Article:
A statement not actually made by the party but by an individual acting on behalf of a party as either a person expressly authorized to speak on behalf of the party, an employee, or a co-conspirator.
An exception to the hearsay rule that provides that a statement made by an unavailable declarant may be admitted into evidence in a prosecution for homicide or in a civil proceeding if the statement was made by the declarant while believing that his or her own death was imminent, and if it concerns the cause or circumstances of what the declarant believed to be impednding death.
DECLARATION AGAINST INTEREST
An exception to the hearsay rule for a statement made by a person who is not a party to the case and who is unavaliable as a witness. to qualify as a declaration against interest, the person's statement must have been contrary to the person's interests at the time it was made.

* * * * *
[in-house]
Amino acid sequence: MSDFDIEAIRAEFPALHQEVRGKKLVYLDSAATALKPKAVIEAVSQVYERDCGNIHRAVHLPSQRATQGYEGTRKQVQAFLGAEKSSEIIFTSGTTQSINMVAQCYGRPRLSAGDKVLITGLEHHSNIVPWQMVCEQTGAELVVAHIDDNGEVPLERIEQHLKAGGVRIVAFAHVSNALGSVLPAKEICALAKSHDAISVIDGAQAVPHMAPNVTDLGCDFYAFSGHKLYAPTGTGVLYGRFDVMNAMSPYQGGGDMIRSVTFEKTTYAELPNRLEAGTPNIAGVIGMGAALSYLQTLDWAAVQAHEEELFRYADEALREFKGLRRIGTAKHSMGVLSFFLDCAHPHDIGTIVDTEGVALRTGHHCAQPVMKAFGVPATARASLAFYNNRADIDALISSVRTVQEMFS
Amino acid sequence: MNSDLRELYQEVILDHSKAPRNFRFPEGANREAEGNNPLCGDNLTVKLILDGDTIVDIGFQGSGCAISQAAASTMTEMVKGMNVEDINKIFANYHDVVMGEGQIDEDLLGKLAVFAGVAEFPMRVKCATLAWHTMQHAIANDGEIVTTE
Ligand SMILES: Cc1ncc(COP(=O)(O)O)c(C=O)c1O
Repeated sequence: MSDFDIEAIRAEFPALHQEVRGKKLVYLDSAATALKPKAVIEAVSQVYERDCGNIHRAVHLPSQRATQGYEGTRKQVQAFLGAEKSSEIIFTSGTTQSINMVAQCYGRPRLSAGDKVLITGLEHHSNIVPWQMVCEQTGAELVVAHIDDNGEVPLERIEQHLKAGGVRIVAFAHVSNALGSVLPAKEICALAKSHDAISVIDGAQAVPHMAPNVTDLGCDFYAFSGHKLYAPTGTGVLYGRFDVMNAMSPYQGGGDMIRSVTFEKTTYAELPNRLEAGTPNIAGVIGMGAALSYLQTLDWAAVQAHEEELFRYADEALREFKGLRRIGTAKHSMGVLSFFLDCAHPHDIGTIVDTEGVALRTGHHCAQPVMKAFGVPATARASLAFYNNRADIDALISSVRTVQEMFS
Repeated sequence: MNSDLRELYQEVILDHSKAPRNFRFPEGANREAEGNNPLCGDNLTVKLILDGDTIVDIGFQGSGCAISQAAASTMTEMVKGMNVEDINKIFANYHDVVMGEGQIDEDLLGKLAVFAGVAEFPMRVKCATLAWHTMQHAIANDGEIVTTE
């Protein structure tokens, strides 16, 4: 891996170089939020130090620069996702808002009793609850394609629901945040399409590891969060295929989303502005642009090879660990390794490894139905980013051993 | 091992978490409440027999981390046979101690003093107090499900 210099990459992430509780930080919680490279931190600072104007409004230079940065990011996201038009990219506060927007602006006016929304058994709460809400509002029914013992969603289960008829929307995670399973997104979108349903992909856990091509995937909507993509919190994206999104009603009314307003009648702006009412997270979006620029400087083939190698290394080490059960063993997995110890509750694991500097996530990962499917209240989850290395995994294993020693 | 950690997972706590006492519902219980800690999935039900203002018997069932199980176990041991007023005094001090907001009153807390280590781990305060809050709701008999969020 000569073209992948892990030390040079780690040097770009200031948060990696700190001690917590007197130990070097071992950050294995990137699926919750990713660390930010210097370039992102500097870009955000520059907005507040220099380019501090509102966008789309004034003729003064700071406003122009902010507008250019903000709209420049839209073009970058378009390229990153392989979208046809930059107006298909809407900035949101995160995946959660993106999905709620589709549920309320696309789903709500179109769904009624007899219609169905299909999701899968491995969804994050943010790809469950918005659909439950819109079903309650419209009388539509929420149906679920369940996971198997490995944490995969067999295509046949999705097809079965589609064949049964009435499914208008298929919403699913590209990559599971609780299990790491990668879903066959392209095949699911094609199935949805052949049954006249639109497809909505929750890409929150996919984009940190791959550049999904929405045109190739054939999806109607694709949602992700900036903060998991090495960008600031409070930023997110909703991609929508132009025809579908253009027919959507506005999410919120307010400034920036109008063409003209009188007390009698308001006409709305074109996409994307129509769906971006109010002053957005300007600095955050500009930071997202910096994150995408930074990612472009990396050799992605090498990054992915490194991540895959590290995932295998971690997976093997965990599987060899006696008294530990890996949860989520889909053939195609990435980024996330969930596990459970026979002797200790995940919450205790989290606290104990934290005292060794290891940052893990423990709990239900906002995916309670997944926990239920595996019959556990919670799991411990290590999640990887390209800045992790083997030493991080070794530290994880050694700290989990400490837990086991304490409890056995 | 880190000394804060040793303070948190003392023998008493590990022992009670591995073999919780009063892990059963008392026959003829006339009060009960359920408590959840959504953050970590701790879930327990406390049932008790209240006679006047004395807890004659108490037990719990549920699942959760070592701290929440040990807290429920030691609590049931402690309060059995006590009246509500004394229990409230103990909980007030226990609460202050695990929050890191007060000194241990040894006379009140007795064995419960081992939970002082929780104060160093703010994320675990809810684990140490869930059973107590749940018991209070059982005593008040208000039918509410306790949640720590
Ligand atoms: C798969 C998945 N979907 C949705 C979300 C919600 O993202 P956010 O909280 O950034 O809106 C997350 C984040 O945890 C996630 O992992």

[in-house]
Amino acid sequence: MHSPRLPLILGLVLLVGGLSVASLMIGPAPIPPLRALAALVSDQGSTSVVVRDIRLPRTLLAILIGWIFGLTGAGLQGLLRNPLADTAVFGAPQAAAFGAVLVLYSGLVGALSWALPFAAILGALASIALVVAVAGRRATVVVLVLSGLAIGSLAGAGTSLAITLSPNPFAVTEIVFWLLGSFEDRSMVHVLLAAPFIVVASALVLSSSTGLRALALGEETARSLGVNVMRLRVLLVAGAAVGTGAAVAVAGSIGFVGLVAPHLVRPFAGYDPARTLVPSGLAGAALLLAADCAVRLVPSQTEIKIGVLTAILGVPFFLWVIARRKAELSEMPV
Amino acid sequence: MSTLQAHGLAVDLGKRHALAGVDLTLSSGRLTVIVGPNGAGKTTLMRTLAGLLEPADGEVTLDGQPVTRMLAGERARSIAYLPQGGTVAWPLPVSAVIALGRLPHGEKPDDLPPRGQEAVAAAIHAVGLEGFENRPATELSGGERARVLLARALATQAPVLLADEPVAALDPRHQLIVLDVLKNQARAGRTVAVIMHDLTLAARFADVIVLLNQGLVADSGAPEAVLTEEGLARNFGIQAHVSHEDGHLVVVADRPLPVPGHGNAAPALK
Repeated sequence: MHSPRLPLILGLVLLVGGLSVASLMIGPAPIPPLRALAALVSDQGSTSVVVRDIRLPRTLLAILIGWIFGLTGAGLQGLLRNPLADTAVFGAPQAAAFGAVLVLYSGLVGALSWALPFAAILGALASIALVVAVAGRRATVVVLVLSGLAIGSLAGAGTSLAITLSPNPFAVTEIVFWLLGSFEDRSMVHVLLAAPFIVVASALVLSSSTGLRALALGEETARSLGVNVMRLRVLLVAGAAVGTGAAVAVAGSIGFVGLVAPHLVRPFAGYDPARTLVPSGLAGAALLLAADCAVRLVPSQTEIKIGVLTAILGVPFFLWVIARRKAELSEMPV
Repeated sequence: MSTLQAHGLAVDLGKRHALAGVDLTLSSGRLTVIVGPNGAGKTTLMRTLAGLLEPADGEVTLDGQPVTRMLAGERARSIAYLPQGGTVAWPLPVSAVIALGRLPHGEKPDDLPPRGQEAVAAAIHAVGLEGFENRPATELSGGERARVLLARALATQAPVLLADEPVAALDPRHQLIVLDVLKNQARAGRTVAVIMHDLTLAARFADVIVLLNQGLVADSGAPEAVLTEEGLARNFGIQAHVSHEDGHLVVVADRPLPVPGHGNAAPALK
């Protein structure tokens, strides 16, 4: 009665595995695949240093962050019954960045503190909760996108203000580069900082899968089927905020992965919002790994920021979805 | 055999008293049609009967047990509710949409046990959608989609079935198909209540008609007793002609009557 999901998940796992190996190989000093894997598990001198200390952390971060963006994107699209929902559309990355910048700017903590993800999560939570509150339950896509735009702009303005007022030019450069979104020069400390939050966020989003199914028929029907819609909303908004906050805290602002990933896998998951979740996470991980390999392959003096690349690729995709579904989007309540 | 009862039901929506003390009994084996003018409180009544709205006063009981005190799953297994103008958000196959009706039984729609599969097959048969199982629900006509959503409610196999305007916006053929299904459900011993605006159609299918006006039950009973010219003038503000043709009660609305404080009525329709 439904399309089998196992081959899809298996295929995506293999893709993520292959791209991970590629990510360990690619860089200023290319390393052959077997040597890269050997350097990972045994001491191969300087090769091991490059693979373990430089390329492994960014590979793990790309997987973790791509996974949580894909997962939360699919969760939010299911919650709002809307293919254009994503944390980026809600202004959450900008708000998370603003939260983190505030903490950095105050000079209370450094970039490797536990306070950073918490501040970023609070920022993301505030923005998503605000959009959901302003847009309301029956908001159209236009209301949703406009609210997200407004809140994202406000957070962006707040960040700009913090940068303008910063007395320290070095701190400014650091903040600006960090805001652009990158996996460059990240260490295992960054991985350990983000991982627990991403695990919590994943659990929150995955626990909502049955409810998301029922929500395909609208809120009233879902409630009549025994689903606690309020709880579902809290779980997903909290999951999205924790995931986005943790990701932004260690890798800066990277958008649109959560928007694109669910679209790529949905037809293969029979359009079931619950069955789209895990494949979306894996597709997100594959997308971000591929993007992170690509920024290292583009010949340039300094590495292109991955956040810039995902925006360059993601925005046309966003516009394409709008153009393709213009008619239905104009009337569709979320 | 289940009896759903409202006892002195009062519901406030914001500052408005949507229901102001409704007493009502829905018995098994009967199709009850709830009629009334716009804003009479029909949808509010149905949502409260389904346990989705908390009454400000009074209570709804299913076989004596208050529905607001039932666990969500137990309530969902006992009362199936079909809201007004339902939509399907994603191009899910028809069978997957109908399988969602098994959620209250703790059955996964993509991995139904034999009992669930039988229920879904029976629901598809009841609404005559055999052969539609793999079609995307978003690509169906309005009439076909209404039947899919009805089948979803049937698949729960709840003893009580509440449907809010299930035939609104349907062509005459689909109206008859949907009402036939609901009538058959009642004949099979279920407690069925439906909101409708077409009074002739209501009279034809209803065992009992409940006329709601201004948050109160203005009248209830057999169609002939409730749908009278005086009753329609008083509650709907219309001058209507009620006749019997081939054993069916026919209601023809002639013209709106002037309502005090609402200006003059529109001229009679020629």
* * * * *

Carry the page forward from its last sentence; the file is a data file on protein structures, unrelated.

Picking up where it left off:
Literally, "the things done." The term is used most commonly to refer to the spontaneous utterance exceptions to the hearsay rule but could be meant to emcompass any number of other exceptions. therefore, it is ambiguous and its use should be avoided.
PRESENT SENSE IMPRESSION
A statement describing or explaining an ebent or a condition made while perceiving the event or condition or immediately therafter.
A statement relating to a starting event or condition, made while under the stress of excitement caused by the event or condition.
STATE OF MIND
The exception to the hearsay rule that allows into evidence a declarant's assertion of hi or her then-existing state of mind to prove that the person actually had such a state of mind.
STATEMENTS FOR PUPOSES OF MEDICAL DIAGNOSIS OR TREATMENT